Typical of such solutions are electroless copper, nickel, cobalt, silver, gold, tin, rhodium and zinc solutions. Such solutions are well known in the art and are capable of autocatalytically depositing the identified metals without the use of electricity.
Typical of the electroless copper solutions which may be used are those described in US. Pat. No. 3,095,309, the description of which is incorporated herein by reference. Conventionally, such solutions comprise a source of cupric ions, e.g., copper sulfate, a reducing agent for cupric ions, e.g., formaldehyde, a complexing agent for cupric ions, e.g., tetrasodium ethylenediamine-tetraacetic acid, and a pH adjustor, e.g., sodium hydroxide.
Typical electroless nickel baths which may be used are described in Brenner, Metal Finishing, November 6 1954, pages 68 to 76, incorporated herein by reference. They comprise aqueous solutions of a nickel salt, such as nickel chloride, an active chemical reducing agent for the nickel salt, such as the hypophosphite ion, and a complexing agent, such as carboxylic acids and salts thereof.
Electroless gold plating baths which may be used are disclosed in US. Pat. No. 2,976,l8l, hereby incorporated herein by reference. They contain a slightly water soluble gold salt, such as gold cyanide, a reducing agent for the gold salt, such as the hypophosphite ion, and a chelating or complexing agent, such as sodium or potassium cyanide. The hypophosphite ion may be introduced in the form of the acid or salts thereof, such as the sodium, calcium and the ammonium salts. The purpose of the complexing agent is to maintain a relatively small portion of the gold in solution as a water soluble gold complex, permitting a relatively large portion of the gold to remain out of solution as gold reserve. The pH of the bath will be about 13.5 or between about 13 and l4, and the ion ratio of hypophosphite radical to insoluble gold salt may be between about 0.33 and lOzl.
Typical electroless cobalt and electroless silver baths will be described in the Examples. Electroless tin, rhodium and zinc baths are known by those skilled in the art.
A specific example of an electroless copper deposition bath suitable for use will now be described:
This bath is preferably operated at a temperature of about 55C. and will deposit a coating of ductile electroless copper about 1 mil thick in about 51 hours.
Utilizing the electroless metal baths of the type described, very thin conducting metal films or layers will be laid down on the catalytic metal nuclei. Ordinarily, the metal films superimposed on the catalytic metal nuclei by electroless metal deposition will range from 0.1 to 7 mils in thickness, with metal films having a thickness of even less than 0.1 mil being a distinct possibility.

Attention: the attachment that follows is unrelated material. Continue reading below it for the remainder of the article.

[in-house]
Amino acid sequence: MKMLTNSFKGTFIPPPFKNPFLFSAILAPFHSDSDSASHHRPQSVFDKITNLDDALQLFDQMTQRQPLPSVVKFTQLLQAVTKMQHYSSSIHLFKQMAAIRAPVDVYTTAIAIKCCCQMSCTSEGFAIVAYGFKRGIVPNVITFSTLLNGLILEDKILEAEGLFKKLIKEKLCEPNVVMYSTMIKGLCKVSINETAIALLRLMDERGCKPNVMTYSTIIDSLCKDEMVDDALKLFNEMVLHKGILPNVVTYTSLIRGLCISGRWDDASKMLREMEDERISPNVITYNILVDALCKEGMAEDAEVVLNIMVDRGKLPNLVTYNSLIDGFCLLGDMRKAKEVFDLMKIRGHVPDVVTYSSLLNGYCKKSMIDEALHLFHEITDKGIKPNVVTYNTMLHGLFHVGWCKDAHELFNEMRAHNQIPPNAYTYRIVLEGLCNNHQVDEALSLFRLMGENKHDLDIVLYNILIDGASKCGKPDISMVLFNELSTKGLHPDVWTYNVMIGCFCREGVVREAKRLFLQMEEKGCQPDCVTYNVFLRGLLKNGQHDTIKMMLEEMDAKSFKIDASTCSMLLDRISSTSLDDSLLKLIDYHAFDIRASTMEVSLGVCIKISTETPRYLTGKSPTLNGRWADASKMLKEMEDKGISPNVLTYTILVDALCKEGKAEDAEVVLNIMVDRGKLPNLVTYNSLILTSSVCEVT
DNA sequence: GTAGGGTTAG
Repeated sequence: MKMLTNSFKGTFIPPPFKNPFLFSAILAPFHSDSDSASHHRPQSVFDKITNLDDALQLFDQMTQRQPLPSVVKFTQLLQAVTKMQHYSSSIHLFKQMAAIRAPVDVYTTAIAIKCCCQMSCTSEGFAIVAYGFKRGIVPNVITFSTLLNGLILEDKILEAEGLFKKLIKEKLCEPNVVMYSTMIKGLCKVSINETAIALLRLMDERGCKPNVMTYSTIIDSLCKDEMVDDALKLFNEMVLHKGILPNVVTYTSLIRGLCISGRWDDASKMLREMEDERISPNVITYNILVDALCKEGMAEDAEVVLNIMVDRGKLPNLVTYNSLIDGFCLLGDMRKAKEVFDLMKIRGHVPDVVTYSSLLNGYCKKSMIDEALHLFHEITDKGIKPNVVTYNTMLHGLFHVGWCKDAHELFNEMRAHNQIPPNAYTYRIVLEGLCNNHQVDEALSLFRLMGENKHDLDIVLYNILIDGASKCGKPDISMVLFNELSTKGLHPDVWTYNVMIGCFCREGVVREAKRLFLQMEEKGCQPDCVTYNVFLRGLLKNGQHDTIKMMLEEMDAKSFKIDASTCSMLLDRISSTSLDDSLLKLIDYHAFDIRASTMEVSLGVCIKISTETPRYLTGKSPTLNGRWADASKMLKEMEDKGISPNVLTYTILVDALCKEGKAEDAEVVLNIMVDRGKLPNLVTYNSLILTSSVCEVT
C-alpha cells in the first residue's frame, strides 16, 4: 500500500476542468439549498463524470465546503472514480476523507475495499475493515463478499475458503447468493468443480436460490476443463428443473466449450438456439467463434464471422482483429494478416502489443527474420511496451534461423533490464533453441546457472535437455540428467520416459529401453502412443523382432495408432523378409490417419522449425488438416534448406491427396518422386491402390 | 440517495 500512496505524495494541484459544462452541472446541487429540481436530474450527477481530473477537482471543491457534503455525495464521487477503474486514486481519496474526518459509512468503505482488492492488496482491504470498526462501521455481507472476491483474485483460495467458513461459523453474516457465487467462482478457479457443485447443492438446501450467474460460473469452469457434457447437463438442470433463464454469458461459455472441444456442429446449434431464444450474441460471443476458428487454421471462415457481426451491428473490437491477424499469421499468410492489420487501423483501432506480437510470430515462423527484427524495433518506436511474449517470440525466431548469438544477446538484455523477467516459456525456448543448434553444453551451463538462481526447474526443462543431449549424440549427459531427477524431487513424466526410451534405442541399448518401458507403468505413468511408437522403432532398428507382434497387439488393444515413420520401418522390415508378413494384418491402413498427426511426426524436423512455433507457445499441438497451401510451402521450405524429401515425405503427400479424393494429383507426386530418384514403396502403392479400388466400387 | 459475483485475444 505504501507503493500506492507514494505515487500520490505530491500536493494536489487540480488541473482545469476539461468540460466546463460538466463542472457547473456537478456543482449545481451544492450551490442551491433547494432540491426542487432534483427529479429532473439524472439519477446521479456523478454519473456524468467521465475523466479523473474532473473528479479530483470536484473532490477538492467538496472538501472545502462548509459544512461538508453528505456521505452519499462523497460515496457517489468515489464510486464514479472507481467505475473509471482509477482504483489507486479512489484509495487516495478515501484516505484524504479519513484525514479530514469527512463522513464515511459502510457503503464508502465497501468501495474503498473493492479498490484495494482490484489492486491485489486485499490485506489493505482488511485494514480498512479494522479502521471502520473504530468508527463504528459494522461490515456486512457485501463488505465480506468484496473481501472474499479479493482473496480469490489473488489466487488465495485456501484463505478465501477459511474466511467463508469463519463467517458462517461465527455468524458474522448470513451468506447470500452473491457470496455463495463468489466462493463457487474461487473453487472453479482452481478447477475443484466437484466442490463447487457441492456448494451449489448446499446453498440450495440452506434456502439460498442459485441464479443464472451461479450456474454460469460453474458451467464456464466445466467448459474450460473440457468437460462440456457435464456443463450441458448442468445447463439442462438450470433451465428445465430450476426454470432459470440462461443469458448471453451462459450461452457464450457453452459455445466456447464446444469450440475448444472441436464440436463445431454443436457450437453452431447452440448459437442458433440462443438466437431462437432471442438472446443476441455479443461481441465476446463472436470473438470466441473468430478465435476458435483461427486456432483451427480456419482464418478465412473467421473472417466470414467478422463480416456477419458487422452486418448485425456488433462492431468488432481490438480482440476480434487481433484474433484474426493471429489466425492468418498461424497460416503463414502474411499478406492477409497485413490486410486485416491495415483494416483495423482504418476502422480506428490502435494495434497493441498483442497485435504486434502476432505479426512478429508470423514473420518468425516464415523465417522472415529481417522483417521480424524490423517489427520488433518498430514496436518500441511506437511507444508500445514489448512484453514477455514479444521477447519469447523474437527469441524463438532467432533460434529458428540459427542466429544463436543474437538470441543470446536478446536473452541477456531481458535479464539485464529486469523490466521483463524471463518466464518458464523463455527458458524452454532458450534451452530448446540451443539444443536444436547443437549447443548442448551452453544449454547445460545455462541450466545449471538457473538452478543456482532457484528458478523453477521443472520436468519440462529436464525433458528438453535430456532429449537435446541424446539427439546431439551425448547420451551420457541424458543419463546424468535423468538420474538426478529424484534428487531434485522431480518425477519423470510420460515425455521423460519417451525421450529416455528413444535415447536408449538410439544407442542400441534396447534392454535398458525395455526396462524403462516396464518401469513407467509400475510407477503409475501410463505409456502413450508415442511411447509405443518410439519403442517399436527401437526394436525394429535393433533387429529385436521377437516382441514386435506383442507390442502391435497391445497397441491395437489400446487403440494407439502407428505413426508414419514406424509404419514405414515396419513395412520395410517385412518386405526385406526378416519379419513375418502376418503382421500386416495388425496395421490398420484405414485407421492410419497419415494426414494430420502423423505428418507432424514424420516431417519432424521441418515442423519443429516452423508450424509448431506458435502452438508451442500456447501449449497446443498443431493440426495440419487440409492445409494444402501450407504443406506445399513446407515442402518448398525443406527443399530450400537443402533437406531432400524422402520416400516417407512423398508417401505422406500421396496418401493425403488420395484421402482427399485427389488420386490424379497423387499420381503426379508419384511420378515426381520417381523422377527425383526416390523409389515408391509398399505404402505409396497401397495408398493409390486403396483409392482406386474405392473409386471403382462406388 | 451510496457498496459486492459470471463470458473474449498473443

Among its embodiments, the present invention contemplates metallized substrates in which the electroless metal, e.g., copper nickel, gold or the like, has been further built up by attaching an electrode to the electroless metal surface and electrolytically, i.e., galvanically depositing on it more of the same or different metal, e.g., copper, nickel, silver, gold, rhodium, tin, alloys thereof, and the like. Electroplating procedures are conventional and well known to those skilled in the art.
For example, a pyrophosphate copper bath is commercially available for operation at a pH of 8.1 to 8.4, a temperature of 50C., and a current density of 50 amp./sq.ft. In addition, a suitable fluoborate copper bath is operated at a pH of 0.6 to 1.2, a temperature of 25-50C., and a current density of 25 to 70 amp. per sqft. and is comprised of:
For printed circuit application, copper deposits for use as the basic conductor material are usually 0.001 to 0.003 in. thick.
Silver may be deposited galvanically from a cyanide bath operated at a pH of l [.5 to 12, a temperature of 25-35C., and a current density of 5-l5 amp./sq.ft. An illustrative galvanic silver bath is comprised of:
silver cyanide. AgCN 50 g./l.
potassium cyanide. KCN lit) gjl. potassium carbonate. K CO 45 g/l. brighteners Variable Gold may be deposited galvanically from an acid gold citrate bath at pH 5-7, a temperature of 4560C., and a current density of 5-l5 amp./sq.ft. An illustrative galvanic gold bath consists of:
Sodium gold cyanide. NaAu(CN] 30 g./l. dibasic ammonium citrate -1): 0 s 1 -l00 gJ'l.
Nickel can be galvanically deposited at pH 4.5 to 5.5, a temperature of 45C., and a current density of 20 to 65 amp./sq.ft., the bath containing: